Whether the decision made by the Court of Arbitration for Sport (CAS) was right or wrong — assuming we even have the capacity to judge the murky ethics of performance-enhancing drug usage — Sharapova can get her butt kicked by Serena Williams much earlier than we all realized.

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Joe Biden excoriates Donald Trump for his PTSD comments: “Where in the hell is he from?”


Yesterday, Donald Trump said something terrible about veterans. This is not surprising. Donald Trump says terrible things every day, and this is far from the first horrible things he’s said about veterans. You can’t ask Donald Trump to not say terrible things. Would you ask the sun to stop shining? Trump implied that people who suffer from post-traumatic stress disorder aren’t “strong” and “can’t handle it.”

That doesn’t mean you can’t be furious at Donald Trump for saying such things and my goodness, Vice President Joe Biden is mad. You can hardly blame him. Biden understands the incredible toll of war on the human psyche better than most, and his deeply felt words in Florida demonstrate the passion he feels for people who went through what his son Beau Biden, who passed away last year, went through.

“We only have one sacred obligation: to care for those we send to war and to care for them and their families when they get home.”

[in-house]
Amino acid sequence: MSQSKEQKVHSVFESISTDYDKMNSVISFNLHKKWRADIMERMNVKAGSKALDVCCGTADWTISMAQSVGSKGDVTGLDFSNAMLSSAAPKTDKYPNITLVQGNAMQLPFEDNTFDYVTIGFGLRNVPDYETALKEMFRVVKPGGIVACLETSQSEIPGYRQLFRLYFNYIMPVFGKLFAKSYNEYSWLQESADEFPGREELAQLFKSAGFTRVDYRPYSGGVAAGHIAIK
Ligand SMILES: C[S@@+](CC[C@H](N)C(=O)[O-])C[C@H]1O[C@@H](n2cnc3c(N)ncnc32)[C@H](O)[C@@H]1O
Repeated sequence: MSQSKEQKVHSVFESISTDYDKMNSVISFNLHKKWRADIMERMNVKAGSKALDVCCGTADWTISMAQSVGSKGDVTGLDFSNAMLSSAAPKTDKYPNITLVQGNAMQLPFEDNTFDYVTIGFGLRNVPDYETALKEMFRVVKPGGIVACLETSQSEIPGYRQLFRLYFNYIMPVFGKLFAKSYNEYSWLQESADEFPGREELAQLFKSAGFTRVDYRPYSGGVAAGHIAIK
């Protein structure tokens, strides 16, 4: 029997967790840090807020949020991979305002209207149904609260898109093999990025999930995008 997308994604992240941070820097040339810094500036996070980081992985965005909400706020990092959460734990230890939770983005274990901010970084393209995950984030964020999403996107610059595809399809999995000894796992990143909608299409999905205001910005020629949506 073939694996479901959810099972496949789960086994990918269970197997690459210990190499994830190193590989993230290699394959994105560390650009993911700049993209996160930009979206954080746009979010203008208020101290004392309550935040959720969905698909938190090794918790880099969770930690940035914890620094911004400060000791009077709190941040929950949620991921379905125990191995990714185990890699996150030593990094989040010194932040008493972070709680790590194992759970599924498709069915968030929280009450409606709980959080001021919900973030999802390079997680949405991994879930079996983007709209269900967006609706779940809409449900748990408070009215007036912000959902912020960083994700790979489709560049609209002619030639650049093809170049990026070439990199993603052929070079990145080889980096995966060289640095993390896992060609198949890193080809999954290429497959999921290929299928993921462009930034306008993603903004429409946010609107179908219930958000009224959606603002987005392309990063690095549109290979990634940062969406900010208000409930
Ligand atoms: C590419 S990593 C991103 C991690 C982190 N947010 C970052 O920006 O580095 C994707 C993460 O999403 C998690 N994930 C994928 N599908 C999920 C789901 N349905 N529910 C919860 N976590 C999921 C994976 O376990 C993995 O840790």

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J. Cole’s Twitter got super duper hacked.


Either J. Cole really had something to say, or he needs to change his Twitter password. (Suggestion: 2xPlat!numN0Featur3z). Whoever figured out his account credentials went on a nonsensical rant, covering everything from Kim Kardashian’s gunpoint robbery to inviting tween YouTube sensations Mattyb and Jacob Sartorius to collab. This is Matty and Jake, respectively:



Cole requesting a collaboration with two kids known for their culturally appropriative styles probably wouldn’t gel with the Fire Squad rapper’s musical values. Besides, double platinum NO FEATURES.

Here are some of the now-deleted tweets.


[Hip Hop DX]

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Ben Affleck has announced the very boring title of his new Batman movie.


One thing almost everyone agreed on in the aftermath of Batman V Superman was that it was bad. Another thing was that for all the unpleasantness of the actual movie, Ben Affleck’s Batman was actually pretty serviceable when he wasn’t spouting brainless dialog. It was no surprise that DC would want to fast track a Batman movie and capitalize on one of the few bright (sort of) spots on their blockbuster bomb, and it was even less a surprise that they’d want Affleck to direct it. The only real question was what they would call it.

It seems we have an answer, or at least an initial one. In an interview with the AP, Affleck said that they’re going to call it The Batman, while noting that he “might change it.”

It should be noted that adding “the” to a title isn’t the worst idea in the world. Fox named their Wolverine sequel The Wolverine, and that turned out pretty well.

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What does Wikileaks have on Hillary Clinton?


Conventional wisdom has it that October is the month of political surprises, and that wisdom has rarely been proven true but, well, in this election, anything is possible. The New York Times already dropped their bombshell on Trump’s taxes (and there may be more to come), but not all is well within Camp Clinton either. Former Trump advisor and lover of political mayhem Roger Stone sent an early morning tweet on Sunday that promised a busy week for the DNC.